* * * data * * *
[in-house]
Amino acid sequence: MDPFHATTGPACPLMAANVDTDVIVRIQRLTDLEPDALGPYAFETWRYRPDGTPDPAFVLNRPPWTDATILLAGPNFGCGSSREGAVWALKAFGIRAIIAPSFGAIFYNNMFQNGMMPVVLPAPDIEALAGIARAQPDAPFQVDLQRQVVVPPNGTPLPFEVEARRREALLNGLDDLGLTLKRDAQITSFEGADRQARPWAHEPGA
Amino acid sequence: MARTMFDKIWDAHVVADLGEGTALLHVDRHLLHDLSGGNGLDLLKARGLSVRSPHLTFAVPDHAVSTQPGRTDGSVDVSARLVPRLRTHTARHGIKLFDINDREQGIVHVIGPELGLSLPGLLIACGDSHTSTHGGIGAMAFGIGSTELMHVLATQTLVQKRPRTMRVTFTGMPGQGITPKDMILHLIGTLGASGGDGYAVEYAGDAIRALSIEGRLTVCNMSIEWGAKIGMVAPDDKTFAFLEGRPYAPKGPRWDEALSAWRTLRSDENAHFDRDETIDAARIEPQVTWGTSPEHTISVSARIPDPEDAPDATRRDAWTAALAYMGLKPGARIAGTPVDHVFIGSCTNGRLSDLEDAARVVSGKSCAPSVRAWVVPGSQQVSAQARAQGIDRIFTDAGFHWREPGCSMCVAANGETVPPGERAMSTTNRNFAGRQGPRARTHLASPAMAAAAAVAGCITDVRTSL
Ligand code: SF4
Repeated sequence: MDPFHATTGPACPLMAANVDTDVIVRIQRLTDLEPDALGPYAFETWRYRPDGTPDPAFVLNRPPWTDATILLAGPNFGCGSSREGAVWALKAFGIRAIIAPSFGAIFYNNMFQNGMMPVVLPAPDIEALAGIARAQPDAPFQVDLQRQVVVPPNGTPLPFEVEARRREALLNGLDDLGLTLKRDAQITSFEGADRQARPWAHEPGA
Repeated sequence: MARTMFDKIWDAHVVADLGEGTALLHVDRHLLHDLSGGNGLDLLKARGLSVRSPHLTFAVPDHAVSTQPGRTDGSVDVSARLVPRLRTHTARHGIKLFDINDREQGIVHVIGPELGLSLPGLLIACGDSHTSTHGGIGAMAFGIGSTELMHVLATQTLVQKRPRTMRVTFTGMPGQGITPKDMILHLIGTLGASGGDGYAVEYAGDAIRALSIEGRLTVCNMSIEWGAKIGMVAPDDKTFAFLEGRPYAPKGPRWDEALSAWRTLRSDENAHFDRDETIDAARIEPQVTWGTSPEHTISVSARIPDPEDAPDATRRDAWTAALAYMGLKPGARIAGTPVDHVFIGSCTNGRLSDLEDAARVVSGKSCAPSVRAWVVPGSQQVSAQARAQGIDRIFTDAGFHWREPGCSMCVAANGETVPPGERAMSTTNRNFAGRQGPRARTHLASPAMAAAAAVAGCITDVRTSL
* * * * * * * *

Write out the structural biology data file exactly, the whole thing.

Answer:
[in-house]
Amino acid sequence: MDPFHATTGPACPLMAANVDTDVIVRIQRLTDLEPDALGPYAFETWRYRPDGTPDPAFVLNRPPWTDATILLAGPNFGCGSSREGAVWALKAFGIRAIIAPSFGAIFYNNMFQNGMMPVVLPAPDIEALAGIARAQPDAPFQVDLQRQVVVPPNGTPLPFEVEARRREALLNGLDDLGLTLKRDAQITSFEGADRQARPWAHEPGA
Amino acid sequence: MARTMFDKIWDAHVVADLGEGTALLHVDRHLLHDLSGGNGLDLLKARGLSVRSPHLTFAVPDHAVSTQPGRTDGSVDVSARLVPRLRTHTARHGIKLFDINDREQGIVHVIGPELGLSLPGLLIACGDSHTSTHGGIGAMAFGIGSTELMHVLATQTLVQKRPRTMRVTFTGMPGQGITPKDMILHLIGTLGASGGDGYAVEYAGDAIRALSIEGRLTVCNMSIEWGAKIGMVAPDDKTFAFLEGRPYAPKGPRWDEALSAWRTLRSDENAHFDRDETIDAARIEPQVTWGTSPEHTISVSARIPDPEDAPDATRRDAWTAALAYMGLKPGARIAGTPVDHVFIGSCTNGRLSDLEDAARVVSGKSCAPSVRAWVVPGSQQVSAQARAQGIDRIFTDAGFHWREPGCSMCVAANGETVPPGERAMSTTNRNFAGRQGPRARTHLASPAMAAAAAVAGCITDVRTSL
Ligand code: SF4
Repeated sequence: MDPFHATTGPACPLMAANVDTDVIVRIQRLTDLEPDALGPYAFETWRYRPDGTPDPAFVLNRPPWTDATILLAGPNFGCGSSREGAVWALKAFGIRAIIAPSFGAIFYNNMFQNGMMPVVLPAPDIEALAGIARAQPDAPFQVDLQRQVVVPPNGTPLPFEVEARRREALLNGLDDLGLTLKRDAQITSFEGADRQARPWAHEPGA
Repeated sequence: MARTMFDKIWDAHVVADLGEGTALLHVDRHLLHDLSGGNGLDLLKARGLSVRSPHLTFAVPDHAVSTQPGRTDGSVDVSARLVPRLRTHTARHGIKLFDINDREQGIVHVIGPELGLSLPGLLIACGDSHTSTHGGIGAMAFGIGSTELMHVLATQTLVQKRPRTMRVTFTGMPGQGITPKDMILHLIGTLGASGGDGYAVEYAGDAIRALSIEGRLTVCNMSIEWGAKIGMVAPDDKTFAFLEGRPYAPKGPRWDEALSAWRTLRSDENAHFDRDETIDAARIEPQVTWGTSPEHTISVSARIPDPEDAPDATRRDAWTAALAYMGLKPGARIAGTPVDHVFIGSCTNGRLSDLEDAARVVSGKSCAPSVRAWVVPGSQQVSAQARAQGIDRIFTDAGFHWREPGCSMCVAANGETVPPGERAMSTTNRNFAGRQGPRARTHLASPAMAAAAAVAGCITDVRTSL